Around five or six hundred traumatic public events ago — which is to say last fall — Republicans declared Democrats would live to regret that they pushed for women accusing now-Justice Brett Kavanaugh of sexual assault or misconduct to be heard. The so-called “Kavanaugh effect,” they said, would galvanize Republicans, including Republican mothers of sons, who would agree with Donald Trump that “it’s a very scary time for young men in America when you can be guilty of something you may not be guilty of.”
This narrative changed little after Kavanaugh was confirmed to the highest court; indeed, when Republicans held onto the Senate a month later, Lindsey Graham tried, unsuccessfully, to make #KavanaughsRevenge happen as a hashtag, writing of vanquished red state senators who had voted against Kavanaugh, “Hopefully this resounding rejection of the smear campaign by voters will make it less likely that this will occur again in the future.” As recently as this month, the New York Times reported that Trump may have nominated accused harasser Hermain Cain to the Federal Reserve’s board of governors because he hopes to get some of that Kavanaugh-esque rage-bait to distract his base from investigations by House Democrats.
Even as a matter of simple electoral politics, the truth was more complicated. Yes, Democrats who opposed Kavanaugh lost in ever-redder Missouri, Indiana, North Dakota, and Florida, but voting “no” didn’t cost Sherrod Brown his seat in Ohio, or Jon Tester his in Montana, both states Trump won. Crowing about the “Kavanaugh effect” requires ignoring that Democrats won a controlling 40 seats in the U.S. House of Representatives. But that’s just one election, which is not the only way to consider the effects of what it meant for Christine Blasey Ford to, in her own words, “suffer through the annihilation” of testifying about what she says Kavanaugh did to her in high school. Though the unyielding chaos of our time means that we have scarcely any time to process anything, truly understanding what those hearings meant requires looking deeper, and for longer.
That’s what makes a new report by PerryUndem, a nonpartisan public opinion research firm based in Washington, D.C., so fascinating. The firm conducted a wide-ranging survey of 1,319 registered voters in late December. They asked: What did watching Ford and Kavanaugh’s conflicted testimonies drum up for people watching? Whom did they believe? Did they think differently about women in power, or about women who speak out about sexual assault? Some of this ground was covered by pollsters immediately after Ford’s allegations came to light in late September, or after Kavanaugh was confirmed in early October. But PerryUndem’s research provided the opportunity for find out what people thought when they’d had the chance to process what happened, and what they had done about it.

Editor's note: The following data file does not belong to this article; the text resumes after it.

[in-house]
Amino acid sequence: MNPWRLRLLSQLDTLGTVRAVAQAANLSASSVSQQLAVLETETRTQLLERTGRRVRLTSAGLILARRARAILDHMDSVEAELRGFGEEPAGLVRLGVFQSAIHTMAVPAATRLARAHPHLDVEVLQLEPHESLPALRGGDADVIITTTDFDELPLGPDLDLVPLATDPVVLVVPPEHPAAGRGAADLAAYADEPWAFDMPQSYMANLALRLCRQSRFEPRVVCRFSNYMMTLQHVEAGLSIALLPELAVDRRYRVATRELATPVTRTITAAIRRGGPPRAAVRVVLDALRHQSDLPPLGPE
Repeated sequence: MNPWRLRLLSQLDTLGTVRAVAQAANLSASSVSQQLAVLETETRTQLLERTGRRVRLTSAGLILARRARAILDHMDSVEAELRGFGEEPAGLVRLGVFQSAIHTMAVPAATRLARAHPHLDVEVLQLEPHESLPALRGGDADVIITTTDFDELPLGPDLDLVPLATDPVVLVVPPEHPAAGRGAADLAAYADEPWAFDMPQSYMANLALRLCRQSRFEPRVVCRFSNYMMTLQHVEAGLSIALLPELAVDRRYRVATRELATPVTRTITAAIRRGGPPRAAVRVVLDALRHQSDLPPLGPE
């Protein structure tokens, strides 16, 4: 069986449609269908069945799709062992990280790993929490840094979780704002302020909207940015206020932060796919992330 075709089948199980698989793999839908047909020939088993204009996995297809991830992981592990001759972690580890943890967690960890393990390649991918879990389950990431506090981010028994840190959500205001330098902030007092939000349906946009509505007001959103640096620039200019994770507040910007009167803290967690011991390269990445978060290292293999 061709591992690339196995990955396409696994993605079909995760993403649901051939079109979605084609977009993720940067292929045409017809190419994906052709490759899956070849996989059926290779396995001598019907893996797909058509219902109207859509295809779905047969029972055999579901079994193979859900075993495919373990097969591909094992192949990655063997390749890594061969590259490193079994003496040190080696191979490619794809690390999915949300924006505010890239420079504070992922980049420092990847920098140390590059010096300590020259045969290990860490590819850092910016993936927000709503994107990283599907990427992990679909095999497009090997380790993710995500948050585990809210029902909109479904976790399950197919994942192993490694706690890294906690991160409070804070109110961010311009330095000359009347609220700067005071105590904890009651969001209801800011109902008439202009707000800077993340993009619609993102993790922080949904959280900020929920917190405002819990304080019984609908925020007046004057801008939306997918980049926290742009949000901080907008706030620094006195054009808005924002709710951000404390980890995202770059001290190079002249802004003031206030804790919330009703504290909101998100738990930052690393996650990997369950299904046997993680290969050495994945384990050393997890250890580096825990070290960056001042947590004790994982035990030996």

What they thought, by a margin of 16 points, was that Ford was telling the truth — a number that had gone up by 9 points compared to a poll of 1,111 voters Quinnipiac conducted right after she and Kavanaugh testified. (In 1991, Anita Hill’s testimony that Clarence Thomas sexually harassed her actually made people support him more, and one poll indicated Americans believed his account over hers by nearly 20 points.) More than half said they believe Kavanaugh lied under oath about his teenage years; about half have a negative impression of him.
What they did, mostly, was vote for Democrats. Ultimately, PerryUndem concludes that the Kavanaugh hearings may actually have helped Democrats more than Republicans, noting that “feeling unfavorably toward Justice Kavanaugh motivated people to vote for the Democratic candidate for US House of Representatives — above and beyond typical factors, such as party affiliation.” (Although there was a similar effect with people who liked Kavanaugh being motivated to vote for Republicans, the net impact for Democrats may have been greater, because 50 percent of voters said the hearings made them think about how underrepresented women are in government, and were twice as likely to vote for Democrats as a result.)
It turns out, though, that there was a Kavanaugh effect à la Trump’s fulminating — it just mainly existed among Republican men. PerryUndem’s data suggests that the Kavanaugh hearing made Republican men more sexist and less likely to believe women who say they were assaulted. In a 2017 survey the group conducted focusing on #MeToo, 80 percent of Republican men said they were now more likely to believe women making accusations. After Kavanaugh, that number has sunk by 21 points. The Kavanaugh hearing was also more likely to make Republican men think sexism is exaggerated in our society: In 2017, 47 percent of Republican men agreed that “most women interpret innocent remarks or acts as being sexist.” A year later, after Kavanaugh, the number jumped to 68 percent. And the number of Republican men who agree that sexism is a problem in our society went down.
The silver lining? The Kavanaugh hearing may have opened a wedge between at least some Republican women and men. In 2016 and 2017, Republican women and men’s views on gender equality were pretty similar. But after Kavanaugh, PerryUndem found “a little divergence” between GOP men and women on questions like whether sexism is a problem for our society, whether elected officials should work on issues related to women’s equality, or whether the country would be better off if more women were in office. Republican women also seemed to become more skeptical of male leaders after Kavanaugh: In 2016, 31 percent of Republican women said they felt men made better political leaders than women. In 2018, that dropped to 11 percent. It may not be much — you can ask Hillary Clinton about where defections from GOP women can get you — but in the face of the radicalized Republican man, it’s something.